Senators to debate, vote on bill to clip PM’s powers
THE senate will this week deliberate and vote on the constitutional amendment bill which seeks to clip a prime minister’s powers to advise the King to dissolve parliament whenever he loses a no confidence vote.
This after a report on the bill presented by the chairperson of the Legislation Committee Chief Ramoqai Lesaoana Peete was adopted and the bill read for the second time in the upper house on Thursday. The bill will now proceed to the committee stage where its individual clauses will be read before the senate’s legislation committee and amendments made if necessary.
This will be followed by voting and if approved by a two thirds majority, it will be sent back to King Letsie III for signature before it is passed into law.
The bill to stop any unpopular prime minister from unilaterally advising the King to dissolve parliament whenever his power is threatened, is seen as a crucial first step towards current spirited moves to oust current Prime Minister Thomas Thabane. His All Basotho Convention (ABC) party has signed a deal with the opposition Democratic Congress (DC) and other smaller parties to form a new government to replace the current four party coalition which comprises of the ABC, Basotho National Party (BNP), Alliance of Democrats (AD) and the Reformed Congress of Lesotho (RCL). The parties have said they will pursue their agreement to parliament to oust Mr Thabane through a no confidence vote unless he relinquishes immediately.
If passed into law, then Mr Thabane would be effectively curtailed from advising King Letsie III to dissolve parliament in the event of a successful no confidence vote against him. In terms of the bill, he can only advise the King to dissolve parliament and call for fresh polls if he has the support of two thirds of the legislators. Without such support, he would have to resign within three days of a no confidence vote.
Several senators including outspoken Chief Khoabane Theko have expressed their support for the bill, saying this would save the country from going for costly elections whenever governments collapsed due to no confidence votes.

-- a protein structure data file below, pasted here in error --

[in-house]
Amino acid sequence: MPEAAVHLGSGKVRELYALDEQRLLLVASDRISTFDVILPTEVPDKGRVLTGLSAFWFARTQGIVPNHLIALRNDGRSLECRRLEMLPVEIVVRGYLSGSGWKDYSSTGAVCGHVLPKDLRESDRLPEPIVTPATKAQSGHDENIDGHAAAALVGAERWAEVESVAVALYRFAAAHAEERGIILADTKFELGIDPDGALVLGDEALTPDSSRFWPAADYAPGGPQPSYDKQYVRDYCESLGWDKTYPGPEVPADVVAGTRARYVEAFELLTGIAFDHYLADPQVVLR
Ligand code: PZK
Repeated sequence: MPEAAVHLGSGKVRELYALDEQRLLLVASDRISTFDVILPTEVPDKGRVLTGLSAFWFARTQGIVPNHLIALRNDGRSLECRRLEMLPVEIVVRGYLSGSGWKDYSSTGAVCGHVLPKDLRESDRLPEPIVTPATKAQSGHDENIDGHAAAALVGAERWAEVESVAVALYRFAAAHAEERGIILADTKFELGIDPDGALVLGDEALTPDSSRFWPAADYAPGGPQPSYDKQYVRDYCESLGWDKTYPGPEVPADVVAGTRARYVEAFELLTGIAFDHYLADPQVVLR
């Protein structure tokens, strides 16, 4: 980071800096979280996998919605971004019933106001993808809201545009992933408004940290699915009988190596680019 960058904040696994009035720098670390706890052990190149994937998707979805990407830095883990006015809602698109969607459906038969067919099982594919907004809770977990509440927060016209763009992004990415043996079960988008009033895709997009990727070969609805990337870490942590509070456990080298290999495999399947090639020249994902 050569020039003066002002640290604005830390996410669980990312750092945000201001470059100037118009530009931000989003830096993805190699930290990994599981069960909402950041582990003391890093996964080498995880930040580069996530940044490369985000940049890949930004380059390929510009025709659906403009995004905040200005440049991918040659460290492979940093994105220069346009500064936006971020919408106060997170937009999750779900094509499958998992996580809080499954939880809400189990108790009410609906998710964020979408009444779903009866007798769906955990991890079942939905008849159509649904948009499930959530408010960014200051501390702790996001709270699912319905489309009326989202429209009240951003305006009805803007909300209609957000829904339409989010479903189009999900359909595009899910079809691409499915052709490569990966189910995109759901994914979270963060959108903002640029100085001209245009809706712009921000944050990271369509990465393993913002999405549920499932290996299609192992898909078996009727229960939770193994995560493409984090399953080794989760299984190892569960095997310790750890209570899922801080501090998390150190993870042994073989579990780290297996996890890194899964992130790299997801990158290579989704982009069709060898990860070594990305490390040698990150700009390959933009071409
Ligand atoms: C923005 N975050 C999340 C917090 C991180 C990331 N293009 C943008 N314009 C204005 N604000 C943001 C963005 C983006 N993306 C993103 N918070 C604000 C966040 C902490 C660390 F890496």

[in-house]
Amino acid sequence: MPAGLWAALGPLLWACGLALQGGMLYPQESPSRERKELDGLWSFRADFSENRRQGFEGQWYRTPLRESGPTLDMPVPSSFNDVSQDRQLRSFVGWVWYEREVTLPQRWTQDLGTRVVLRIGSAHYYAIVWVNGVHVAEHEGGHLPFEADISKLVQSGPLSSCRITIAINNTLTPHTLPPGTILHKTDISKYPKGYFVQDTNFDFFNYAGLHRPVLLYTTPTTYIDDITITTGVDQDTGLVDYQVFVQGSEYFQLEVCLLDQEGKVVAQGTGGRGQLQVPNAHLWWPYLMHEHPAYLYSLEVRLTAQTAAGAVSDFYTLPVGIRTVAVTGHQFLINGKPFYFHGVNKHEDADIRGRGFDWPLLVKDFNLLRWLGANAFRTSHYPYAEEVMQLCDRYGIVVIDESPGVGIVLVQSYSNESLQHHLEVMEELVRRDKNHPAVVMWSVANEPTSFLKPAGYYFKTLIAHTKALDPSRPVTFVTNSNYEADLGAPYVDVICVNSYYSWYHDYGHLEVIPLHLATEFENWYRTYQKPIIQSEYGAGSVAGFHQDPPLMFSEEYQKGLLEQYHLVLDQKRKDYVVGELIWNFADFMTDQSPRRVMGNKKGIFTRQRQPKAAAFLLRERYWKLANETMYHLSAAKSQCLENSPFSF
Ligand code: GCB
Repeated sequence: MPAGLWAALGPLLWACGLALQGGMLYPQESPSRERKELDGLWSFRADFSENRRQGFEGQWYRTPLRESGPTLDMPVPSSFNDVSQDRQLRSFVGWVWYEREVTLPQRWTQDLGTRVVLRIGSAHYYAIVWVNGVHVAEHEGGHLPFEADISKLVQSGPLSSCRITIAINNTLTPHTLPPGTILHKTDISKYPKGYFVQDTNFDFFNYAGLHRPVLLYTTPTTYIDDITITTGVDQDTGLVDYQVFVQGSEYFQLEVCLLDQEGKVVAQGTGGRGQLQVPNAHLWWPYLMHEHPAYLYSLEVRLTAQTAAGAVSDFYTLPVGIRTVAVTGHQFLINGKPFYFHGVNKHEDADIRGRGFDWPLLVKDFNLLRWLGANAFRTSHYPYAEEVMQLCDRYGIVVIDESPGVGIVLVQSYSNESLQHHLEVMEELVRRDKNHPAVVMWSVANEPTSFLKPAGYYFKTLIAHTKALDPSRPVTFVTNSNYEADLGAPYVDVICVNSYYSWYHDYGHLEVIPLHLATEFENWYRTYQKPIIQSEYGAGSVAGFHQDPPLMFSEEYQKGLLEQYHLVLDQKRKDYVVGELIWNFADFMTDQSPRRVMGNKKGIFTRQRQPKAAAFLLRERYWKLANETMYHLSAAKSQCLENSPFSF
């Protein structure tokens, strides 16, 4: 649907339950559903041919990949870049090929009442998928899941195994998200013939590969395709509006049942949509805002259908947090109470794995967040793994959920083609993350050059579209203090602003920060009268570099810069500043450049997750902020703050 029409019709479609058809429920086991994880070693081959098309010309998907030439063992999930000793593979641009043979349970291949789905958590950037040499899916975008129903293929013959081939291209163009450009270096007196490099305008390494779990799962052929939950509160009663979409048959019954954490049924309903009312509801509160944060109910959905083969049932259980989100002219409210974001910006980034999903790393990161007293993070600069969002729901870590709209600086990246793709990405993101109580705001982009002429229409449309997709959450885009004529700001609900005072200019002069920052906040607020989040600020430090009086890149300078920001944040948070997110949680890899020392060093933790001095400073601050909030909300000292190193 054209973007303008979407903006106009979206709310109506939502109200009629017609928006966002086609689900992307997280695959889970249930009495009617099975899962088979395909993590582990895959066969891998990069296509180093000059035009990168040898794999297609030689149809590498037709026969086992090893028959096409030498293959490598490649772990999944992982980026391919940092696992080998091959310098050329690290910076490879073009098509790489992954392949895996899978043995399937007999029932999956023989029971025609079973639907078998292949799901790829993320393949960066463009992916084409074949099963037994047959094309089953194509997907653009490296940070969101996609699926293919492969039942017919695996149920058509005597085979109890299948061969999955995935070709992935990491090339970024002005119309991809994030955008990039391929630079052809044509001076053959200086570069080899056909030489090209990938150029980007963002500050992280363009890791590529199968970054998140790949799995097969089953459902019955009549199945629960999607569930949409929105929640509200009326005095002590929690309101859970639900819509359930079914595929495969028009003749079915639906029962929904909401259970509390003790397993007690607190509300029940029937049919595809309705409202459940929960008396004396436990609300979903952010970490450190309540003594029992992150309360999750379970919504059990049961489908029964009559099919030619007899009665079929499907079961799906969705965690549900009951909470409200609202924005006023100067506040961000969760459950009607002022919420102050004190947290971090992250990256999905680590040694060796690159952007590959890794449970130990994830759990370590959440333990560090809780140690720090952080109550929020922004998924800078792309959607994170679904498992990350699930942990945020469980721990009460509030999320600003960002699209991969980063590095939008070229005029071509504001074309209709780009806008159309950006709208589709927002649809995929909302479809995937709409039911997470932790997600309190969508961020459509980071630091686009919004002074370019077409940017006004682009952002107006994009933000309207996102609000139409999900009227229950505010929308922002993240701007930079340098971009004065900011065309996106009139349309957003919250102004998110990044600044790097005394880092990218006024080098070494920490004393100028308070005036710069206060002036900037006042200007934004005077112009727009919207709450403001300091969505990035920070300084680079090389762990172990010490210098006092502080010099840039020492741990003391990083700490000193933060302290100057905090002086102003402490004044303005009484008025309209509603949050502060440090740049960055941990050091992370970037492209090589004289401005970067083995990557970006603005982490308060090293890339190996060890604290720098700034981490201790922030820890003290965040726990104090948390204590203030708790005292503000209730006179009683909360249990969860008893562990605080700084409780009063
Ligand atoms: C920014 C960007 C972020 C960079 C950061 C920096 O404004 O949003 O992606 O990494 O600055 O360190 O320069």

“I commit and plead with you honourable members that you vote for this bill as this shall save Lesotho M300 million to M400 million it usually spends on elections even though it is among the least developed countries. This is not for anyone’s personal benefit but for the sake of the nation,” Chief Theko said on Thursday.
Another senator, Chief Seeiso Bereng Seeiso, said the bill did not target a specific prime minister but “we are preparing for good governance which will benefit all Basotho”.
“We are taking on a recurring issue (of fresh elections whenever a prime minister loses a no confidence vote) that has impacted negatively on the economy.
“We are a wounded society, with a wound oozing blood and pus at all times. We are divided. A society guided by gossip and not principle and we have a great deficit of a patriotic leadership and Basotho deserve better. The politics of the belly have corrupted us. Let it be written and let it be done,” said Chief Seeiso, a younger brother to King Letsie III.
On Wednesday, Chief Seeiso who, sits on the senate’s legislative committee, told the Sunday Express’ sister Lesotho Times newspaper that the constitutional amendment bill “could not have come at a more opportune time because we can’t always afford to go to elections each time government is troubled and loses a no confidence vote”.
“Our economy cannot afford that (fresh elections whenever a government is toppled through a no confidence vote). It is high time that the King is protected from politicians who always run to him whenever anything goes wrong in the administration,” he said.
On his part, Chief Lesaoana Peete said he supported the bill to prevent politicians from draining the nation’s meagre financial resources through fresh elections whenever governments lost no confidence votes.
The bill was also supported by chiefs Joel Molapo (Leribe), Chief Thato ’Mako Mohale (Tajane), Chief Nthati Bereng (Phamong) and chief Gabasheane Masupha (’Mamathe). It was also supported ABC Senator Kemiso Mosenene.
Several chiefs did not attend Thursday’s senate proceedings with some sources saying this was a tactic to buy time to make up their minds as to whether or not to support the bill.
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